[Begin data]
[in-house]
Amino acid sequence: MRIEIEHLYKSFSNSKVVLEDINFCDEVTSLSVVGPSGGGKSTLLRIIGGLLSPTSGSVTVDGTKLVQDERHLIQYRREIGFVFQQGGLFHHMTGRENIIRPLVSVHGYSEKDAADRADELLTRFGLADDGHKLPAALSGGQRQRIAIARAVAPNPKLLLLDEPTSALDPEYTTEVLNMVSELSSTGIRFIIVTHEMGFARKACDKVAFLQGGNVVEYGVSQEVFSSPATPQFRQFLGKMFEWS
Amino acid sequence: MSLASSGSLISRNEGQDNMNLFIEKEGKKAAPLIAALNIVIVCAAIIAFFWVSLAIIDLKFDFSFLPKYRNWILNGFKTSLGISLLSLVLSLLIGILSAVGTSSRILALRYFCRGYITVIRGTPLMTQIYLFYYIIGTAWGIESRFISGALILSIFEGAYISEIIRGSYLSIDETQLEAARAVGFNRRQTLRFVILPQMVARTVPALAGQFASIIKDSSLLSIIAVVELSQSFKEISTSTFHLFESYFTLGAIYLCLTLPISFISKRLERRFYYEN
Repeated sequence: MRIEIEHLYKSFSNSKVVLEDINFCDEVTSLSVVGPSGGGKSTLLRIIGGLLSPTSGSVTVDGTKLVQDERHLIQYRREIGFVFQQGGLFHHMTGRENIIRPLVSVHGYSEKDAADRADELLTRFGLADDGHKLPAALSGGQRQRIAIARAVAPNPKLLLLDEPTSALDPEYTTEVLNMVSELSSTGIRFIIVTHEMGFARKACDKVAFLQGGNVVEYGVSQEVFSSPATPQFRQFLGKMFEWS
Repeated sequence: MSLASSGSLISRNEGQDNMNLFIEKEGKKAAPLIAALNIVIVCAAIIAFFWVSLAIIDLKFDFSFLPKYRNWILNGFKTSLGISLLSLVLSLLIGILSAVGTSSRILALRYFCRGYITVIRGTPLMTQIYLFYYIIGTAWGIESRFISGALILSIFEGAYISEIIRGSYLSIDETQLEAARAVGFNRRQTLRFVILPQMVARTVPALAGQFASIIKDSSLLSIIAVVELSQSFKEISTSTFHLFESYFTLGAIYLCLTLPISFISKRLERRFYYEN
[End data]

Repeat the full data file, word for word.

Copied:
[in-house]
Amino acid sequence: MRIEIEHLYKSFSNSKVVLEDINFCDEVTSLSVVGPSGGGKSTLLRIIGGLLSPTSGSVTVDGTKLVQDERHLIQYRREIGFVFQQGGLFHHMTGRENIIRPLVSVHGYSEKDAADRADELLTRFGLADDGHKLPAALSGGQRQRIAIARAVAPNPKLLLLDEPTSALDPEYTTEVLNMVSELSSTGIRFIIVTHEMGFARKACDKVAFLQGGNVVEYGVSQEVFSSPATPQFRQFLGKMFEWS
Amino acid sequence: MSLASSGSLISRNEGQDNMNLFIEKEGKKAAPLIAALNIVIVCAAIIAFFWVSLAIIDLKFDFSFLPKYRNWILNGFKTSLGISLLSLVLSLLIGILSAVGTSSRILALRYFCRGYITVIRGTPLMTQIYLFYYIIGTAWGIESRFISGALILSIFEGAYISEIIRGSYLSIDETQLEAARAVGFNRRQTLRFVILPQMVARTVPALAGQFASIIKDSSLLSIIAVVELSQSFKEISTSTFHLFESYFTLGAIYLCLTLPISFISKRLERRFYYEN
Repeated sequence: MRIEIEHLYKSFSNSKVVLEDINFCDEVTSLSVVGPSGGGKSTLLRIIGGLLSPTSGSVTVDGTKLVQDERHLIQYRREIGFVFQQGGLFHHMTGRENIIRPLVSVHGYSEKDAADRADELLTRFGLADDGHKLPAALSGGQRQRIAIARAVAPNPKLLLLDEPTSALDPEYTTEVLNMVSELSSTGIRFIIVTHEMGFARKACDKVAFLQGGNVVEYGVSQEVFSSPATPQFRQFLGKMFEWS
Repeated sequence: MSLASSGSLISRNEGQDNMNLFIEKEGKKAAPLIAALNIVIVCAAIIAFFWVSLAIIDLKFDFSFLPKYRNWILNGFKTSLGISLLSLVLSLLIGILSAVGTSSRILALRYFCRGYITVIRGTPLMTQIYLFYYIIGTAWGIESRFISGALILSIFEGAYISEIIRGSYLSIDETQLEAARAVGFNRRQTLRFVILPQMVARTVPALAGQFASIIKDSSLLSIIAVVELSQSFKEISTSTFHLFESYFTLGAIYLCLTLPISFISKRLERRFYYEN